By Mike Wolfe
geralt / Pixabay
Well … they’re at it again. Google’s visionary product roadmap is once again affecting the way we experience the web. For those that haven’t heard, on June 1, Google officially announced plans for an ad blocker, native to Chrome, that will filter out intrusive and annoying ads. This move not only will change the experience for many web users, but also will likely have a monumental impact on digital marketing and advertising strategies deployed by companies of all sizes.
Here’s a rundown on what’s going on and how it will impact inbound marketers:
So, What’s Happening?
On June 1, Google made the announcement in a blog post titled Building a better web for everyone. In the announcement, Sridhar Ramaswamy, Senior Vice President of Ads & Commerce, explained why Google wants to take control of the ad experience in the browser of choice for nearly half of all U.S. web users:
“… It’s far too common that people encounter annoying, intrusive ads on the web—like the kind that blare music unexpectedly, or force you to wait 10 seconds before you can see the content on the page. These frustrating experiences can lead some people to block all ads—taking a big toll on the content creators, journalists, web developers and videographers who depend on ads to fund their content creation.”
To be clear, Google is not blocking or filtering out all ads, just those that are deemed low quality by the Coalition for Better Ads Standards. The types of ads specifically mentioned as ones to be blocked, or “filtered” as Google puts it, are countdowns that make you wait 10 seconds before viewing the site, auto-players with sound, those that open in a new window, and those that add clutter or slow down page loading times—thank goodness!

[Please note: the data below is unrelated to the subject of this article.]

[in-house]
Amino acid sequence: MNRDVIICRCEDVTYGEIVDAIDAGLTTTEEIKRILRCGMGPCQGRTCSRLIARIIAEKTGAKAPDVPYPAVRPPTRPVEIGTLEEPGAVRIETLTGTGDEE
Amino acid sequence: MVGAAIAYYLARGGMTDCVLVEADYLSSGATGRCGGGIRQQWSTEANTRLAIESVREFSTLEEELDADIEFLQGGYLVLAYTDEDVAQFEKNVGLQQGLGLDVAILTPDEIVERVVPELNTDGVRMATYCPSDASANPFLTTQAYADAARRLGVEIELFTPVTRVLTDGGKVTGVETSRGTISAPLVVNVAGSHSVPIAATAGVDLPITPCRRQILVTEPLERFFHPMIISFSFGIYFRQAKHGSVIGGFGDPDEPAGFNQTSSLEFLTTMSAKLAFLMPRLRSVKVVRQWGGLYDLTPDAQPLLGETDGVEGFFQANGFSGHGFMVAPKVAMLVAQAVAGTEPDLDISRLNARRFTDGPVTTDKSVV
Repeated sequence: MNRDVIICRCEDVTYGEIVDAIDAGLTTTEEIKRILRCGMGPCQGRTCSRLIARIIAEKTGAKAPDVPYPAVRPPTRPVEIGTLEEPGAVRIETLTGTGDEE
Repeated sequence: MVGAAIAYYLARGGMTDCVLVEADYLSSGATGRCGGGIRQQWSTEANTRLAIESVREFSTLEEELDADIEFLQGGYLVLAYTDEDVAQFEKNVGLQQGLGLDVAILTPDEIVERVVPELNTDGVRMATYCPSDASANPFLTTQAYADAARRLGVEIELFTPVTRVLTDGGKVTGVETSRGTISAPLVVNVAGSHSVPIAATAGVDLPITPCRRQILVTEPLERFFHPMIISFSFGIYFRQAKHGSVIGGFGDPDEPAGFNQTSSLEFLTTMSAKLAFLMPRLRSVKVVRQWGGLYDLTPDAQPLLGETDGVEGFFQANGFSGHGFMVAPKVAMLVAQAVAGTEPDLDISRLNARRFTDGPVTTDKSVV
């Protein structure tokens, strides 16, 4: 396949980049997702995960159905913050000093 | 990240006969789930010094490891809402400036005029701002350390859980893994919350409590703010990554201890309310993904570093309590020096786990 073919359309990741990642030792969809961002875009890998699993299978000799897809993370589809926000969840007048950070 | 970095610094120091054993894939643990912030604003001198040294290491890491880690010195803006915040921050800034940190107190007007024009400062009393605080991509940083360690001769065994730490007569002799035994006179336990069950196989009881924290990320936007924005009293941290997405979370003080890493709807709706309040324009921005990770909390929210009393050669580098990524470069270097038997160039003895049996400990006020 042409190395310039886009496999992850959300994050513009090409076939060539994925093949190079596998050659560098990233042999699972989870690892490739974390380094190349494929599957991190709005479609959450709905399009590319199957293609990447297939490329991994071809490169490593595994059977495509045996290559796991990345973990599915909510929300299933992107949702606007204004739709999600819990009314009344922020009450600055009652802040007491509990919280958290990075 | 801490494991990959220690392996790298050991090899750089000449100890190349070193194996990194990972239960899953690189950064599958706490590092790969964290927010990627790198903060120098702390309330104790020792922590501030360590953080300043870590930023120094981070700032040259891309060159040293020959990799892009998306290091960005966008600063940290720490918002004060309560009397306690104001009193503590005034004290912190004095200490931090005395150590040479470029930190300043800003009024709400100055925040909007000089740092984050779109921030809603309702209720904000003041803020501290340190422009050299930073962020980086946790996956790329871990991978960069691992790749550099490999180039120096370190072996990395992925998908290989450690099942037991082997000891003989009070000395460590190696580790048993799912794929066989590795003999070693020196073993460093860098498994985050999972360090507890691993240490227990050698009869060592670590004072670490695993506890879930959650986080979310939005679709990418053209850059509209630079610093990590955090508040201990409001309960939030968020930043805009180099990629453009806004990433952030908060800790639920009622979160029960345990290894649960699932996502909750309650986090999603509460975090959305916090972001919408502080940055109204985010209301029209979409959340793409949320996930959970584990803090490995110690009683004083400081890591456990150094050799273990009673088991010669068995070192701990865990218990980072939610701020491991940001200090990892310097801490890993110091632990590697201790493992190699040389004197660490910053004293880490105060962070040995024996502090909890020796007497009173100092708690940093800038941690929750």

Aside from having a poor Wi-Fi connection, is there anything more annoying on the web than intrusive, unwanted ads that prevent you from the content you actually want to read? Many studies out there suggest that there isn’t. The Coalition for Better Ads found that 50 percent of users surveyed said they would not revisit or recommend a page that had a pop-up ad. SurveyMonkey even found that the biggest reason users would block a website from their search results was if the website contained too many ads. One might wonder if pop-up ads are even effective at all?
Plain and simple: Most web users don’t want intrusive ads. And they’ll be happy to know that the ad blocker will start filtering intrusive ads in the new version of Chrome as early as 2018.
How Does This Impact Inbound Marketers?
First, it underscores the importance of having a well-planned inbound marketing strategy, which means knowing your personas and being able to provide them with the type of content they are seeking out: educational, interesting, and insightful e-books, whitepapers, and articles that address real problems for the user. This content builds an organic following that you can nurture over time, instead of pouncing on prospects with Go to the full article.
Source:: Business 2 Community